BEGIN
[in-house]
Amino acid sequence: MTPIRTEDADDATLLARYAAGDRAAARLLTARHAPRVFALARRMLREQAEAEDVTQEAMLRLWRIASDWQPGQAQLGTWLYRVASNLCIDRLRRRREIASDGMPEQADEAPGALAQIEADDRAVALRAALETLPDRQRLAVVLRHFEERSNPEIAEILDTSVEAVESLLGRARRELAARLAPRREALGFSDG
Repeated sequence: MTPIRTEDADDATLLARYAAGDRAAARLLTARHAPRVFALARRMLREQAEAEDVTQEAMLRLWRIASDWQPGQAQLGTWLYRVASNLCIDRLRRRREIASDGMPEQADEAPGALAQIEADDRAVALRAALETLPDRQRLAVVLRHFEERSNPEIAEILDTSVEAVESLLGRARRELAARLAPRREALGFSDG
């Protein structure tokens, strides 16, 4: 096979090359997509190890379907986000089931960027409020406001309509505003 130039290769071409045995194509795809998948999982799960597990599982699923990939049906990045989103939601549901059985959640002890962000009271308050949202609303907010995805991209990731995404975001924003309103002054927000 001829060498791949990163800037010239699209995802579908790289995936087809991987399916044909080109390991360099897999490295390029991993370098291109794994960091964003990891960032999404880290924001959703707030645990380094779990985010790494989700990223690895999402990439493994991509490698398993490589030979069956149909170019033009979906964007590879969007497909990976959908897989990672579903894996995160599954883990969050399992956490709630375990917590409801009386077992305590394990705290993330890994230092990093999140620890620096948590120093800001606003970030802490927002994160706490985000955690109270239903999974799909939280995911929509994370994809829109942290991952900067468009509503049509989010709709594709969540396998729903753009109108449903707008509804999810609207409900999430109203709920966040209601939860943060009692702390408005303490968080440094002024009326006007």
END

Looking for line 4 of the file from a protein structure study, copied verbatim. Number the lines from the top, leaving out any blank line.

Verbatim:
């Protein structure tokens, strides 16, 4: 096979090359997509190890379907986000089931960027409020406001309509505003 130039290769071409045995194509795809998948999982799960597990599982699923990939049906990045989103939601549901059985959640002890962000009271308050949202609303907010995805991209990731995404975001924003309103002054927000 001829060498791949990163800037010239699209995802579908790289995936087809991987399916044909080109390991360099897999490295390029991993370098291109794994960091964003990891960032999404880290924001959703707030645990380094779990985010790494989700990223690895999402990439493994991509490698398993490589030979069956149909170019033009979906964007590879969007497909990976959908897989990672579903894996995160599954883990969050399992956490709630375990917590409801009386077992305590394990705290993330890994230092990093999140620890620096948590120093800001606003970030802490927002994160706490985000955690109270239903999974799909939280995911929509994370994809829109942290991952900067468009509503049509989010709709594709969540396998729903753009109108449903707008509804999810609207409900999430109203709920966040209601939860943060009692702390408005303490968080440094002024009326006007």